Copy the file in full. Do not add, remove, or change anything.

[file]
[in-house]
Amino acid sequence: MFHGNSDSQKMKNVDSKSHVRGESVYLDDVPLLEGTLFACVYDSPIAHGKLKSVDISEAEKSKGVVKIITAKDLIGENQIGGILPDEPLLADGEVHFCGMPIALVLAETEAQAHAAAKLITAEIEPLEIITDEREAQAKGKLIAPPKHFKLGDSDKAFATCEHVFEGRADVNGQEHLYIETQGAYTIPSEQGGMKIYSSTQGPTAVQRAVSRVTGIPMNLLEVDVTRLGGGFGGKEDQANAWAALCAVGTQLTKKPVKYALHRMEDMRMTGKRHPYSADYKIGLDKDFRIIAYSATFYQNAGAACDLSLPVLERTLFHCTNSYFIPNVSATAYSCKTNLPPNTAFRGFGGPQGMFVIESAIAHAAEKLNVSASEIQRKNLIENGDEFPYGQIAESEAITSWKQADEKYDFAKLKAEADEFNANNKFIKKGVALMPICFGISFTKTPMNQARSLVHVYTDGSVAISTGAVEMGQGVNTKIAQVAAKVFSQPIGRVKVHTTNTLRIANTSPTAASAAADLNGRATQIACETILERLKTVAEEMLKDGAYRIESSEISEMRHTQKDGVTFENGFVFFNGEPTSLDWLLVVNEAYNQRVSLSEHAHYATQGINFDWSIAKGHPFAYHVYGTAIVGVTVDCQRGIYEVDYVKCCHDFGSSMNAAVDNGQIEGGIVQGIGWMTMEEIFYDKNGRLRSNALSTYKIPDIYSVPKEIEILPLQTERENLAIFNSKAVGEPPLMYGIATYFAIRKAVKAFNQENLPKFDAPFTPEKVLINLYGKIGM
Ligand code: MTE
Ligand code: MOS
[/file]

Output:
[in-house]
Amino acid sequence: MFHGNSDSQKMKNVDSKSHVRGESVYLDDVPLLEGTLFACVYDSPIAHGKLKSVDISEAEKSKGVVKIITAKDLIGENQIGGILPDEPLLADGEVHFCGMPIALVLAETEAQAHAAAKLITAEIEPLEIITDEREAQAKGKLIAPPKHFKLGDSDKAFATCEHVFEGRADVNGQEHLYIETQGAYTIPSEQGGMKIYSSTQGPTAVQRAVSRVTGIPMNLLEVDVTRLGGGFGGKEDQANAWAALCAVGTQLTKKPVKYALHRMEDMRMTGKRHPYSADYKIGLDKDFRIIAYSATFYQNAGAACDLSLPVLERTLFHCTNSYFIPNVSATAYSCKTNLPPNTAFRGFGGPQGMFVIESAIAHAAEKLNVSASEIQRKNLIENGDEFPYGQIAESEAITSWKQADEKYDFAKLKAEADEFNANNKFIKKGVALMPICFGISFTKTPMNQARSLVHVYTDGSVAISTGAVEMGQGVNTKIAQVAAKVFSQPIGRVKVHTTNTLRIANTSPTAASAAADLNGRATQIACETILERLKTVAEEMLKDGAYRIESSEISEMRHTQKDGVTFENGFVFFNGEPTSLDWLLVVNEAYNQRVSLSEHAHYATQGINFDWSIAKGHPFAYHVYGTAIVGVTVDCQRGIYEVDYVKCCHDFGSSMNAAVDNGQIEGGIVQGIGWMTMEEIFYDKNGRLRSNALSTYKIPDIYSVPKEIEILPLQTERENLAIFNSKAVGEPPLMYGIATYFAIRKAVKAFNQENLPKFDAPFTPEKVLINLYGKIGM
Ligand code: MTE
Ligand code: MOS